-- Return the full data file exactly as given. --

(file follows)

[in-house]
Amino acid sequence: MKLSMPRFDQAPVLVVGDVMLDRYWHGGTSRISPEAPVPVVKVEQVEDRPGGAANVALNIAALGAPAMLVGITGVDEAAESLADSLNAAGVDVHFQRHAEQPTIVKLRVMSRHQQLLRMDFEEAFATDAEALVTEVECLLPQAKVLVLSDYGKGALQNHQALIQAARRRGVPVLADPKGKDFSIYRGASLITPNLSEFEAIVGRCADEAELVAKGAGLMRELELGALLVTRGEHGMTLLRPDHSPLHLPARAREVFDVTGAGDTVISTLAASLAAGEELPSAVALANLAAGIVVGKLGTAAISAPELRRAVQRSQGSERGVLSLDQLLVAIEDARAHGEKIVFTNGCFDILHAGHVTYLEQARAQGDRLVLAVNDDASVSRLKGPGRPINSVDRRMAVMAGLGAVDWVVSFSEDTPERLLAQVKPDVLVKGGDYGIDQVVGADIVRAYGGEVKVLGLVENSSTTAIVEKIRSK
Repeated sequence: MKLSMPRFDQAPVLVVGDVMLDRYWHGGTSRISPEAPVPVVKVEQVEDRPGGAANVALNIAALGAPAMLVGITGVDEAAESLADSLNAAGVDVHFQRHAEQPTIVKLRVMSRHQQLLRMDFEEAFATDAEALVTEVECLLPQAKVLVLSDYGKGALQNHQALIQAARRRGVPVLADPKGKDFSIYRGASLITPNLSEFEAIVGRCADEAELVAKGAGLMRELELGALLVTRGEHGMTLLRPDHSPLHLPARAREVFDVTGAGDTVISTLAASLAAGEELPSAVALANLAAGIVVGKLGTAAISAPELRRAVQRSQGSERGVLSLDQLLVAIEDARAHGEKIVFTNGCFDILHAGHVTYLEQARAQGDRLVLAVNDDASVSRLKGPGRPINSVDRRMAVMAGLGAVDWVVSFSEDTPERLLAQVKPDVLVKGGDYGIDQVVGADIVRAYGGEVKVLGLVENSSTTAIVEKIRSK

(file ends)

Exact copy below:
[in-house]
Amino acid sequence: MKLSMPRFDQAPVLVVGDVMLDRYWHGGTSRISPEAPVPVVKVEQVEDRPGGAANVALNIAALGAPAMLVGITGVDEAAESLADSLNAAGVDVHFQRHAEQPTIVKLRVMSRHQQLLRMDFEEAFATDAEALVTEVECLLPQAKVLVLSDYGKGALQNHQALIQAARRRGVPVLADPKGKDFSIYRGASLITPNLSEFEAIVGRCADEAELVAKGAGLMRELELGALLVTRGEHGMTLLRPDHSPLHLPARAREVFDVTGAGDTVISTLAASLAAGEELPSAVALANLAAGIVVGKLGTAAISAPELRRAVQRSQGSERGVLSLDQLLVAIEDARAHGEKIVFTNGCFDILHAGHVTYLEQARAQGDRLVLAVNDDASVSRLKGPGRPINSVDRRMAVMAGLGAVDWVVSFSEDTPERLLAQVKPDVLVKGGDYGIDQVVGADIVRAYGGEVKVLGLVENSSTTAIVEKIRSK
Repeated sequence: MKLSMPRFDQAPVLVVGDVMLDRYWHGGTSRISPEAPVPVVKVEQVEDRPGGAANVALNIAALGAPAMLVGITGVDEAAESLADSLNAAGVDVHFQRHAEQPTIVKLRVMSRHQQLLRMDFEEAFATDAEALVTEVECLLPQAKVLVLSDYGKGALQNHQALIQAARRRGVPVLADPKGKDFSIYRGASLITPNLSEFEAIVGRCADEAELVAKGAGLMRELELGALLVTRGEHGMTLLRPDHSPLHLPARAREVFDVTGAGDTVISTLAASLAAGEELPSAVALANLAAGIVVGKLGTAAISAPELRRAVQRSQGSERGVLSLDQLLVAIEDARAHGEKIVFTNGCFDILHAGHVTYLEQARAQGDRLVLAVNDDASVSRLKGPGRPINSVDRRMAVMAGLGAVDWVVSFSEDTPERLLAQVKPDVLVKGGDYGIDQVVGADIVRAYGGEVKVLGLVENSSTTAIVEKIRSK